Oil ETFs Try to Rebound Amidst Lingering Omicron Concerns | ETF Trends

While investors remained cautious of the increasing infection rate of the COVID-19 Omicron variant, energy sector-related exchange traded funds strengthened on Tuesday following a rebound in risk appetite.

On Tuesday, the ALPS Alerian MLP ETF (NYSEArca: AMLP) increased 2.5%, and the JPMorgan Alerian MLP Index ETN (NYSEArca: AMJ) advanced 2.2%. The more widely observed Energy Select Sector SPDR Fund (NYSEArca: XLE) was 2.9% higher.

Meanwhile, the United States Oil Fund (NYSEArca: USO), which tracks West Texas Intermediate crude oil futures, and the United States Brent Oil Fund (NYSEArca: BNO), which tracks Brent crude oil futures, were up 3.4% and 3.2%, respectively, on Tuesday. Western Texas Intermediate crude oil futures were up 3.9% to $71.3 per barrel, and Brent crude gained 3.6% to $74.1 per barrel.

Countries across Europe are already considering new restrictions in the face of the fast-spreading Omicron variant that has crossed the world days before the Christmas, adding to the already-chaotic holiday travel season and fueling uncertainty in financial markets.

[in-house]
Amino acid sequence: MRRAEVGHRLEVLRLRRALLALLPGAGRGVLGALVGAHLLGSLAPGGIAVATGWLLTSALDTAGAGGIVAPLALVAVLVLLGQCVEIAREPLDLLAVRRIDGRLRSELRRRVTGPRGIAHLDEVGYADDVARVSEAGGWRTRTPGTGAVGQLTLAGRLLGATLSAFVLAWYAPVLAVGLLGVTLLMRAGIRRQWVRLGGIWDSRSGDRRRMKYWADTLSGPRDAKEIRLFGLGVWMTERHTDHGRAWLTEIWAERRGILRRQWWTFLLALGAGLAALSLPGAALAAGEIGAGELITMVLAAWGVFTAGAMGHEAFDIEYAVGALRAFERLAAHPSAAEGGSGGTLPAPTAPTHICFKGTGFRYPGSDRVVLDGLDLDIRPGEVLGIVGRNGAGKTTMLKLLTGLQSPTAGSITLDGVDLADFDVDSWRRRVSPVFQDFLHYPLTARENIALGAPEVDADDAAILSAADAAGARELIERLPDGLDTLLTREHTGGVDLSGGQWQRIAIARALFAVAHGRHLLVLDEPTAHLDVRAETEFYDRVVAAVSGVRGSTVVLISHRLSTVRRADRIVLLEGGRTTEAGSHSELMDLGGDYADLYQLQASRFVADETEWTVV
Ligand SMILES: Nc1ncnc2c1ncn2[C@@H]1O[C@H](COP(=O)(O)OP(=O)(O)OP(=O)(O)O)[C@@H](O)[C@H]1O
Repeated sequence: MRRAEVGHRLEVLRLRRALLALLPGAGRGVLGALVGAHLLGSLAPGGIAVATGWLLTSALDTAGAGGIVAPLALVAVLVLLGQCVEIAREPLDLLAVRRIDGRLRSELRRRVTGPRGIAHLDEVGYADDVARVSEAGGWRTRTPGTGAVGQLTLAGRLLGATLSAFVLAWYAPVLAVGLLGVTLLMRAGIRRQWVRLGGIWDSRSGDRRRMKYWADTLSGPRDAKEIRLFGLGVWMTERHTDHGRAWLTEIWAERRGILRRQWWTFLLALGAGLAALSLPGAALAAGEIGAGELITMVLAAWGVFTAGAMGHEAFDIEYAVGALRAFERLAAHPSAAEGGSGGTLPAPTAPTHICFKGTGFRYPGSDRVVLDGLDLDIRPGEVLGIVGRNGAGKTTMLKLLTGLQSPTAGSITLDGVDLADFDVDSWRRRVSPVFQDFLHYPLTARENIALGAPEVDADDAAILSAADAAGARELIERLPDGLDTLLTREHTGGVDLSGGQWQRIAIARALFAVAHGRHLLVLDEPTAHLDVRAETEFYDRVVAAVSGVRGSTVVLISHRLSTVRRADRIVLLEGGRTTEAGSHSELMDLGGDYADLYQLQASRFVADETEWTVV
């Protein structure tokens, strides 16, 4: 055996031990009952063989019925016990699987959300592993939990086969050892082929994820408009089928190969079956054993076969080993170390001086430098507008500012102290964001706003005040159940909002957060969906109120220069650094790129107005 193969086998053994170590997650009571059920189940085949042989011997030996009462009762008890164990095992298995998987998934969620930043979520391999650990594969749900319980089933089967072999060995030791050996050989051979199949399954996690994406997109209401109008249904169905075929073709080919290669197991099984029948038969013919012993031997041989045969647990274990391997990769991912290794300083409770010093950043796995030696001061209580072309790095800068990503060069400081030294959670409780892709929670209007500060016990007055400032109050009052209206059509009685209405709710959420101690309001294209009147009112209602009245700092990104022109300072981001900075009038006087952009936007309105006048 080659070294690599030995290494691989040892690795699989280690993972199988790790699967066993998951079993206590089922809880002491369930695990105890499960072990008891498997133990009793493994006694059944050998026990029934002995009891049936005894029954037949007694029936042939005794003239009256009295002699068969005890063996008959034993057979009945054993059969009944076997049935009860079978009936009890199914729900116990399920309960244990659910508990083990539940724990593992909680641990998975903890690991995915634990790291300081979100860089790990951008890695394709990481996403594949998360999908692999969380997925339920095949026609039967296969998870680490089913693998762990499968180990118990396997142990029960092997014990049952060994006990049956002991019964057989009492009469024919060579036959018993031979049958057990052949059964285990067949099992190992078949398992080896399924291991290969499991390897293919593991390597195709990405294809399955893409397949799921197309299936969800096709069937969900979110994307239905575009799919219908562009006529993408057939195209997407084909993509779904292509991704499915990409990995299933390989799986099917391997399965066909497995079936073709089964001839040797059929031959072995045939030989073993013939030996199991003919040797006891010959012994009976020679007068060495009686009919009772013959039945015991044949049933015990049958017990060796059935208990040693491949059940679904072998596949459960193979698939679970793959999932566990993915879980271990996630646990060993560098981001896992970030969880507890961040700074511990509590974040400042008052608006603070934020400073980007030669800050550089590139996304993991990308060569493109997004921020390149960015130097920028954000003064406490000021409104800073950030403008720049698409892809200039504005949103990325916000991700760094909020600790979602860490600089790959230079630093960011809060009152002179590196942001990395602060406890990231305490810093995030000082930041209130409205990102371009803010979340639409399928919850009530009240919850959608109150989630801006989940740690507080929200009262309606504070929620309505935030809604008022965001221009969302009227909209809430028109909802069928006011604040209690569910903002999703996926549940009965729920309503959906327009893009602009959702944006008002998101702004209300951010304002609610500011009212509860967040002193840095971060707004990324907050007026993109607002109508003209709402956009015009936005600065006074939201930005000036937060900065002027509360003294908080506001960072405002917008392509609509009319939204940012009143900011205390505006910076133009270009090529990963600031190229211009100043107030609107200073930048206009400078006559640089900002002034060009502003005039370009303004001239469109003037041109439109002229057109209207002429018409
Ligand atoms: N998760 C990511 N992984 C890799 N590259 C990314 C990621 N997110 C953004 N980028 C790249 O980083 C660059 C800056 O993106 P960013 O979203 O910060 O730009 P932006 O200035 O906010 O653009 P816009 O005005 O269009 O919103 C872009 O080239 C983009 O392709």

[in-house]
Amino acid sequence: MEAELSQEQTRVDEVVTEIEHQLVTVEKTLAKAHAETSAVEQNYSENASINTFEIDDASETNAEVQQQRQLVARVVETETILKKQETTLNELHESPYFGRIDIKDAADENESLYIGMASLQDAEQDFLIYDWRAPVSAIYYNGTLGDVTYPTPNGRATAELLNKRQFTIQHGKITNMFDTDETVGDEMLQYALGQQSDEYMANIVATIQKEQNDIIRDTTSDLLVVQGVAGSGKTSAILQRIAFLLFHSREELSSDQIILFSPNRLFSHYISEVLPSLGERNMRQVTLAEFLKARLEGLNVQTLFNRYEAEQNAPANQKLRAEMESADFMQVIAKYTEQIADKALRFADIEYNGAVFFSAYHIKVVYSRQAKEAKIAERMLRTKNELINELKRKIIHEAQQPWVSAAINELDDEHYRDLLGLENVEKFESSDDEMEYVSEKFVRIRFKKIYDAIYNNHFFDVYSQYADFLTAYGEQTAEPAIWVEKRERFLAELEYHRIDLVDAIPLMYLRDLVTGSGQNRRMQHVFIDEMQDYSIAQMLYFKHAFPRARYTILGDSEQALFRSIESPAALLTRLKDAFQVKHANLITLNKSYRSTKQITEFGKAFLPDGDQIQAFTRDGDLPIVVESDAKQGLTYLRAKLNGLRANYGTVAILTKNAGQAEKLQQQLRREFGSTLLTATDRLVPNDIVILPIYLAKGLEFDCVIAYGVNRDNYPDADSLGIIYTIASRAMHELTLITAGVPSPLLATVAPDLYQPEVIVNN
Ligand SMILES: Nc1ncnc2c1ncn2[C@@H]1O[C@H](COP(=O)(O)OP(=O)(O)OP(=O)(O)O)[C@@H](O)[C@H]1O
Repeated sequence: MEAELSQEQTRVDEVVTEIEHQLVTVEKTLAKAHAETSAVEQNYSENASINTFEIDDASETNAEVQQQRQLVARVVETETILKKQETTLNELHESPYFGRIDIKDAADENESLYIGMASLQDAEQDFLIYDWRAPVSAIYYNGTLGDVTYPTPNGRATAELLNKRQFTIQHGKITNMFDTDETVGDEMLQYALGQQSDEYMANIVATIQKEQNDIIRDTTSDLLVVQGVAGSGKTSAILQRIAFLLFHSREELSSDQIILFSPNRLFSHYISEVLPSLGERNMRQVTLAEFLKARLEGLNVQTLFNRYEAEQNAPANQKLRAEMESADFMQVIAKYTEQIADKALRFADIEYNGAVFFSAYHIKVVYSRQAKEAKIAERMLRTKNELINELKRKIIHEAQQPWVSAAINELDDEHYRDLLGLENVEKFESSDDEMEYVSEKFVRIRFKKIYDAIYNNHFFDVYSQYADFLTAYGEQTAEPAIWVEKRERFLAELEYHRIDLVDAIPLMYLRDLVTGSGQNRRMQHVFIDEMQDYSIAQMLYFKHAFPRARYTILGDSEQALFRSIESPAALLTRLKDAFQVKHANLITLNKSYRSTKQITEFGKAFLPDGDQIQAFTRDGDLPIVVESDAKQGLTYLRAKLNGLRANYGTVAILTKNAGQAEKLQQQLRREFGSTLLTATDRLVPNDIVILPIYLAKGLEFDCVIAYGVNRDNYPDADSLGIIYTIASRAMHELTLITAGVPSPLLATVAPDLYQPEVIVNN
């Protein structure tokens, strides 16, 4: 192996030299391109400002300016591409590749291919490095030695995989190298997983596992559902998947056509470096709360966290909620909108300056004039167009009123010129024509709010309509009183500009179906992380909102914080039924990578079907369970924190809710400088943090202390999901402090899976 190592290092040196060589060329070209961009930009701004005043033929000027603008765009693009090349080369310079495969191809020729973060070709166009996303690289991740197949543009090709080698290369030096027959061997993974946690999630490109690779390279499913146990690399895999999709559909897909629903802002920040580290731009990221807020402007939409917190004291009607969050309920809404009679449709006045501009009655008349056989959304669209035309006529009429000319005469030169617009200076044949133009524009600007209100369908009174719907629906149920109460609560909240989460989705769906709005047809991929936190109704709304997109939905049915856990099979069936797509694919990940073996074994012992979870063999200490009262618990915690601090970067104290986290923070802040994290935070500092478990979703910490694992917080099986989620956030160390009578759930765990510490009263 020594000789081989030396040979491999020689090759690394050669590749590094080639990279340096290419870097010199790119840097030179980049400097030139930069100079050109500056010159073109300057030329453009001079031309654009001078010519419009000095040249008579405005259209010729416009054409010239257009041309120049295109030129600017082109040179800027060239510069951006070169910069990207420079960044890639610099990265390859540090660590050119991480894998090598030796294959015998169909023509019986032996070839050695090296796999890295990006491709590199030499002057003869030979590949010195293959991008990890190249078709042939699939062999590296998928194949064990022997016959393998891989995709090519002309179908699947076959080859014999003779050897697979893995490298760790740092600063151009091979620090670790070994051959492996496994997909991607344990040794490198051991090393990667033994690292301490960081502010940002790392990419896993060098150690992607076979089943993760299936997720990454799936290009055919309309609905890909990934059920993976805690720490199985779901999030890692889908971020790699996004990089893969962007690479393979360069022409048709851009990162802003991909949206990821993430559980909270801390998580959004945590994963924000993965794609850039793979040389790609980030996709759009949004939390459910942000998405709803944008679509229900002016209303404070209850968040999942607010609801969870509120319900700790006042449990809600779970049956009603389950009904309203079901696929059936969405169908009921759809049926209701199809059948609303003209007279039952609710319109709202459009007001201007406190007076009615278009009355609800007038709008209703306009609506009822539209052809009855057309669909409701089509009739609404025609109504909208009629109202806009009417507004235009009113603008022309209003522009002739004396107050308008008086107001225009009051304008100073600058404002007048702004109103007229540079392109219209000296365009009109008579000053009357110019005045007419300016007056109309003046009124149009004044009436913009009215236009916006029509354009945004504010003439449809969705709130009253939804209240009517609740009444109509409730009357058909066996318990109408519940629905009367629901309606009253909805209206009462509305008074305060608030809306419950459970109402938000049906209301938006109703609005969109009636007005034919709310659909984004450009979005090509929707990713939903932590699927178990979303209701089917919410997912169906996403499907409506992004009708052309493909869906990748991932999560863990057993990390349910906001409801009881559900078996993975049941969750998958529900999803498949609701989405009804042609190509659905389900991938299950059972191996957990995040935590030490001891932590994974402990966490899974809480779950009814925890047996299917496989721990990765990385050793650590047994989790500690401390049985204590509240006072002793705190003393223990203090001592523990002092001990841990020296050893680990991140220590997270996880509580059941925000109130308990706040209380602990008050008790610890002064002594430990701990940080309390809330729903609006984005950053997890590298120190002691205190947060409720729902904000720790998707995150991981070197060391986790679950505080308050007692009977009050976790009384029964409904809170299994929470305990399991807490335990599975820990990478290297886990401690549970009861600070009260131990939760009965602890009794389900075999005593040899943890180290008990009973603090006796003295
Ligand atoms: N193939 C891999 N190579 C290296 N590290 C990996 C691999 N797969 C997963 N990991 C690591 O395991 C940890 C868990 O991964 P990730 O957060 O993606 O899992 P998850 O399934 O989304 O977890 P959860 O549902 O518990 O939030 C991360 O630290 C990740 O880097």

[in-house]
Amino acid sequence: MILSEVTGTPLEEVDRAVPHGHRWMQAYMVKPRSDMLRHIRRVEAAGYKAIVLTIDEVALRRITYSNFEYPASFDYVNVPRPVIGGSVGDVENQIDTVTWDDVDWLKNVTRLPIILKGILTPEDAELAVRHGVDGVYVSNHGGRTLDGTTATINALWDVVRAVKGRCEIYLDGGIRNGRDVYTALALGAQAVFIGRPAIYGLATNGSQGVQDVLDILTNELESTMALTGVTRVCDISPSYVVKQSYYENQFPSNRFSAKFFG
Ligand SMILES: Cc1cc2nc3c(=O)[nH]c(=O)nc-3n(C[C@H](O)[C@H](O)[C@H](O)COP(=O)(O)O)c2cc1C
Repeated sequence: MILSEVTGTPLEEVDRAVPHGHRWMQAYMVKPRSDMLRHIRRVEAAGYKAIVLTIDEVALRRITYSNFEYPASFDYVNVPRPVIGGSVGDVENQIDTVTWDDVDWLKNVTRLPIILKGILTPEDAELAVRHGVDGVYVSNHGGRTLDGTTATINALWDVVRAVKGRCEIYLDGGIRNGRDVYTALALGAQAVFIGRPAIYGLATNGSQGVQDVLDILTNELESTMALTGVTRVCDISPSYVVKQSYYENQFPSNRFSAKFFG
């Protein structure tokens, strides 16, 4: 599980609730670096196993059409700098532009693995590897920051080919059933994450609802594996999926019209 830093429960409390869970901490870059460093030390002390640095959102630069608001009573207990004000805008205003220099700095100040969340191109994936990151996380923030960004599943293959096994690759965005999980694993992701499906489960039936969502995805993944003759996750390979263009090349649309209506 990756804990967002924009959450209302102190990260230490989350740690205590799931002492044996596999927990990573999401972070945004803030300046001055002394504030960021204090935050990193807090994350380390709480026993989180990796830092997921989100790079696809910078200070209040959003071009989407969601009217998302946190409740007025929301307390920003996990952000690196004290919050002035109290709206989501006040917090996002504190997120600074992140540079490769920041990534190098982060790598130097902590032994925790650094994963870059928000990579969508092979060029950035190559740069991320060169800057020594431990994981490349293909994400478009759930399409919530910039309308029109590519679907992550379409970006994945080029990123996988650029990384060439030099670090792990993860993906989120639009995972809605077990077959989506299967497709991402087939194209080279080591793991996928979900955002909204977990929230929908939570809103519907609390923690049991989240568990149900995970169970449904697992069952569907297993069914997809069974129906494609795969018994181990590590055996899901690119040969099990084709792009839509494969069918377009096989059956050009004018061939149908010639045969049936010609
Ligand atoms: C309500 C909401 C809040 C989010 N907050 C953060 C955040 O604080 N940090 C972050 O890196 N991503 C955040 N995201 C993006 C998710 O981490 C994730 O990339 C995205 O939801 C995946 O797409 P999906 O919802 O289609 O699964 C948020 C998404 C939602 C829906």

“Measures are likely to be temporary thanks to the rapid rollout of boosters in many countries, not to mention the number of people that will contract it if it continues to spread at the rate it has,” Craig Erlam, senior analyst at OANDA, told Reuters.

Many are hopeful that the aggressive vaccine booster rollout could restrict the rapidly spreading coronavirus.

“This is a pragmatic market that wants to be bullish but knows relief rallies, like the one this morning, will not last,” Tamas Varga, oil analyst at London brokerage PVM Oil Associates, told Reuters. “The upside is likely to be limited and more restrictions will be greeted with renewed selling.”

On the supply side, the Organization of Petroleum Exporting Countries and its allies, or OPEC+, saw oil production cuts rise to 117% in November from 116% a month earlier, or well below targets, two sources from the group told Reuters.

Additionally, in the United States, crude oil inventories were projected to dip for a fourth consecutive week, and distillate and gasoline stockpiles likely increased last week.

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